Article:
Monday, 27 June 2022


Singapore researchers enable early-stage detection of microbial contamination in cell therapy

19 May 2022 | News

Scientists at SMART develop a rapid and accurate analytical test method capable of early-stage detection of microbial contaminations enhances the production of high-quality cell therapy products

Photo Credit: SMART CAMP

Photo Credit: SMART CAMP

Researchers from Critical Analytics for Manufacturing Personalized-Medicine (CAMP), an Interdisciplinary Research Group (IRG) at the Singapore-MIT Alliance for Research and Technology (SMART), MIT’s research enterprise in Singapore, have identified a critical quality attribute (CQA) that potentially allows the development of a rapid and sensitive process analytical technology (PAT) for sterility. Specifically, this technology enables the detection of early-stage microbial contaminations in human cell therapy products (CTPs).

During the manufacturing process of many CTPs, cells in culture are vulnerable to microbial contamination due to the use of nutrient media, which supports human cell growth but can also support the growth of harmful microorganisms. Therefore, CTPs present a risk of possible transmission of infectious agents from cells to patients, which may cause serious bacterial infections.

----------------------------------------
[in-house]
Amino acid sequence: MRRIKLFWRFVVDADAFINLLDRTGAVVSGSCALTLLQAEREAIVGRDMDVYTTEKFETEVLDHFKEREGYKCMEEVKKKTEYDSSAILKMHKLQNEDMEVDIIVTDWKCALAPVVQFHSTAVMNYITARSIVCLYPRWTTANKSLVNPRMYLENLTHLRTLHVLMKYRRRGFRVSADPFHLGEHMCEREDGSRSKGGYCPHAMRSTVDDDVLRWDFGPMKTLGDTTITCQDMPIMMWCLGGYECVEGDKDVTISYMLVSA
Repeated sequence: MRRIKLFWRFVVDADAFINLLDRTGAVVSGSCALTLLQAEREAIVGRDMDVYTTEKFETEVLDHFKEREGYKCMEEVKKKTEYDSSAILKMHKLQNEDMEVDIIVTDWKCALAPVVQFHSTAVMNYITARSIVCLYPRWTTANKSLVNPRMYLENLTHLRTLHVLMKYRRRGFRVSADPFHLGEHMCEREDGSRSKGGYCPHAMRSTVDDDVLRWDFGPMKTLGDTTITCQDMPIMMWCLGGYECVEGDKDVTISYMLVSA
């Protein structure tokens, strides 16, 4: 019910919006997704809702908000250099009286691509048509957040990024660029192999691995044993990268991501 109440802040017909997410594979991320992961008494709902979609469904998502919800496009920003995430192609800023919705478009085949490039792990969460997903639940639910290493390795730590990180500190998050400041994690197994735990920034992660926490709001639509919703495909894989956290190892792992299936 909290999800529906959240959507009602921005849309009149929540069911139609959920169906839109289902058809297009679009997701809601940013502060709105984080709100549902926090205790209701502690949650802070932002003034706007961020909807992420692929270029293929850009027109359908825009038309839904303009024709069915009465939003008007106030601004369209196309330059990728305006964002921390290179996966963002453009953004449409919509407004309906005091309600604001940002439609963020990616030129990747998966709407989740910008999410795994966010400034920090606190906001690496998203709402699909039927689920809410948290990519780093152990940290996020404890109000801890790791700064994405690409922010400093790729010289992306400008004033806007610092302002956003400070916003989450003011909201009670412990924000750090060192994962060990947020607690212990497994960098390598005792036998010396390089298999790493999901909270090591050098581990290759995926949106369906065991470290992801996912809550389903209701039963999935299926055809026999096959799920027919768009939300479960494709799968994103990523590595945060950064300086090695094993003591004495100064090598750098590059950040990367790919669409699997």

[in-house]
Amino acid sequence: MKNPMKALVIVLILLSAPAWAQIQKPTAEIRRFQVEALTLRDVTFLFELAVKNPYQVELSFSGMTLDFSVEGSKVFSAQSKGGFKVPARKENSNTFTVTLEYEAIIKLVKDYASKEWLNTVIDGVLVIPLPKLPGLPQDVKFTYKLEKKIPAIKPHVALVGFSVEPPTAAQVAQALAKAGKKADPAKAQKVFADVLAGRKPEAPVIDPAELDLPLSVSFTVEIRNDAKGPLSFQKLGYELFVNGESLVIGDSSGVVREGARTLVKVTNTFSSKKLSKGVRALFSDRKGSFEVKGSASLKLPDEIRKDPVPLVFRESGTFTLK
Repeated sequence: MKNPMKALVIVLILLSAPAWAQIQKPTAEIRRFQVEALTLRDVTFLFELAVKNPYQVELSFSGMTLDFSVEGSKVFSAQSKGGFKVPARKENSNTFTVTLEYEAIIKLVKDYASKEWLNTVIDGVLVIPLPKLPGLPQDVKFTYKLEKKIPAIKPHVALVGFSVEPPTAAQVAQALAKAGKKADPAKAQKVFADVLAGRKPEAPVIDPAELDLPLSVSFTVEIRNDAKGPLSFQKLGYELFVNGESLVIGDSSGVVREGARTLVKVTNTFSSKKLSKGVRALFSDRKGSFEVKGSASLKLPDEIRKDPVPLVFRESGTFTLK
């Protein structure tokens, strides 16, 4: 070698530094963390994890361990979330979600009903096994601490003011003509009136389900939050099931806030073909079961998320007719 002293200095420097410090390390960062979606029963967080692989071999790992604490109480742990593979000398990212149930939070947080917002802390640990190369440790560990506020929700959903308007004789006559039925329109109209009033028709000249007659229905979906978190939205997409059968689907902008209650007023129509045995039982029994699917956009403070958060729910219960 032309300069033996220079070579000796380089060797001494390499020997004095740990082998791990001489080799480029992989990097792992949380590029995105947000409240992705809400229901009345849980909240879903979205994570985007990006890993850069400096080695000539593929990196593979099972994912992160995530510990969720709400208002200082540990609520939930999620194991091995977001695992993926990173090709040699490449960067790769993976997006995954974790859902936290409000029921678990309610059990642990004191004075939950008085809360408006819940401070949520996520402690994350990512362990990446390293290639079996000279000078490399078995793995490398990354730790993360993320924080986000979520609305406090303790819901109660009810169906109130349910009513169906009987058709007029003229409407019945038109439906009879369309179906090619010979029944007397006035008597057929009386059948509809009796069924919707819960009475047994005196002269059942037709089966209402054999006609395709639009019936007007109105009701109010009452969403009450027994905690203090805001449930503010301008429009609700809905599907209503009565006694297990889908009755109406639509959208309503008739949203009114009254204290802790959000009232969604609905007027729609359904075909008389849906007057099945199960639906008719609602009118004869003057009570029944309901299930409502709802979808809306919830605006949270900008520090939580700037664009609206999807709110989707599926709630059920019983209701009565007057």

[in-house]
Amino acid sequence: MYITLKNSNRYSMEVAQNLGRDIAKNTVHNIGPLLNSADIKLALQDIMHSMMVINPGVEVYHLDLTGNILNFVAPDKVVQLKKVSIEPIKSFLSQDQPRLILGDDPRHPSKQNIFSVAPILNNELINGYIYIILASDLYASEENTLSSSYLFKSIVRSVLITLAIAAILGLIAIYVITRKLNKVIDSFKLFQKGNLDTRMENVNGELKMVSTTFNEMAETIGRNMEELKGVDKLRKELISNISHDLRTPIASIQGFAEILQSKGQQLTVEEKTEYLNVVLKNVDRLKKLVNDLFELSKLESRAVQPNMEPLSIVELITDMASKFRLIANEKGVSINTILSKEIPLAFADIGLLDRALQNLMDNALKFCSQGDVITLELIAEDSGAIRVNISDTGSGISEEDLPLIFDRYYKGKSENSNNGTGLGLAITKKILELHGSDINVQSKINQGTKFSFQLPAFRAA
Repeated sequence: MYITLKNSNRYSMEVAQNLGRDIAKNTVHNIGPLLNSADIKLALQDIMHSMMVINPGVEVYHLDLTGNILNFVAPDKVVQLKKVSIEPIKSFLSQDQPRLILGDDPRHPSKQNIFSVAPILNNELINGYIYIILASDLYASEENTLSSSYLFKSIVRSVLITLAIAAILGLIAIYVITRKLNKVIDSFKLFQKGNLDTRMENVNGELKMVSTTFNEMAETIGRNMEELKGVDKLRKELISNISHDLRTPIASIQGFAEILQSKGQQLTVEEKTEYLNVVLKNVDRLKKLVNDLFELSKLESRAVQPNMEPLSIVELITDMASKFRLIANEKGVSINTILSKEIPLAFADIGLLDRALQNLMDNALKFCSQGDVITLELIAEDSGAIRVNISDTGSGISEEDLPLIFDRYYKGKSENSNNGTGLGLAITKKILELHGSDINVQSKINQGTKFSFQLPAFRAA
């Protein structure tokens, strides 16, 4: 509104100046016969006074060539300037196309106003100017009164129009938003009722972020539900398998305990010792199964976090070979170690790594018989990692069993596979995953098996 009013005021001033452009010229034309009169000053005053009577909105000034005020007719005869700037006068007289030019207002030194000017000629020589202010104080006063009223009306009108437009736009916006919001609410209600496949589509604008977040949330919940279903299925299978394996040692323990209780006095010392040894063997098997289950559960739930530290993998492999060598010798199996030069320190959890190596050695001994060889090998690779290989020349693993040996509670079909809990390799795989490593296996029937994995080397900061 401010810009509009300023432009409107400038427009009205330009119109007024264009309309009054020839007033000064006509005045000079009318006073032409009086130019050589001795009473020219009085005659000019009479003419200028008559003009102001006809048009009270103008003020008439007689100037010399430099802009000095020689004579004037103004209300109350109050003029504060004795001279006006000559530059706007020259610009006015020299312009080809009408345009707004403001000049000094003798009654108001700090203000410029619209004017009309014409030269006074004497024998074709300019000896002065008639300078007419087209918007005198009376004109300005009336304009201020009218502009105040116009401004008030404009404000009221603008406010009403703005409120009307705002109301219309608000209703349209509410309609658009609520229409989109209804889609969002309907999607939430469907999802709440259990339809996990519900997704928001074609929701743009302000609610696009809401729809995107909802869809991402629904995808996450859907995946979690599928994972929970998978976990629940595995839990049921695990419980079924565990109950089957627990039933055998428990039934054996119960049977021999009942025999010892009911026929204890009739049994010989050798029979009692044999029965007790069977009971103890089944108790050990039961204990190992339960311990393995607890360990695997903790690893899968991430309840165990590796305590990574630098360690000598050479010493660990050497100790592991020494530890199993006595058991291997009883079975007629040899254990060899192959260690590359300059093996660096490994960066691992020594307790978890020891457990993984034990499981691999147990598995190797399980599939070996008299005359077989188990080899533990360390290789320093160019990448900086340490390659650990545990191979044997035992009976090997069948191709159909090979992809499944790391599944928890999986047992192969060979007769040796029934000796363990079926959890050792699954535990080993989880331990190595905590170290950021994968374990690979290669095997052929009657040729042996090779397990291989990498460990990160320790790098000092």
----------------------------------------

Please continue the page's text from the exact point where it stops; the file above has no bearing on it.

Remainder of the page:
To control microbial risks and ensure the product safety of CTPs, sterility testing and monitoring are required in the manufacturing process and before patient infusion. The identification of a secreted metabolite biomarker paves the way toward developing a rapid and accurate sterility test method that could determine microbial safety as early as possible, without also affecting the human cells that serve as the patient’s medicine. CAMP’s breakthrough is critical in overcoming the challenges of widespread adoption and manufacturing of CTPs.

This method surpasses existing and conventional techniques in terms of both sensitivity and speed. Overcoming existing limitations, the method developed by CAMP is able to detect cell therapy contamination rapidly, using a small volume of spent cell culture medium in a non-cell destructive manner while maintaining the human CTP. Furthermore, this approach can differentiate between live and dead bacteria. Dead bacteria are non-infectious, and the ability to identify and measure only live bacteria, which pose a health threat, could lead to lower false-positive rates.

The team at SMART CAMP is currently working on translating the research to an innovative sterility PAT to improve CTP quality. The research findings also apply beyond the field of medicine, to detect microbial contamination in other industries, including healthcare, food, cosmetics, and the environment.

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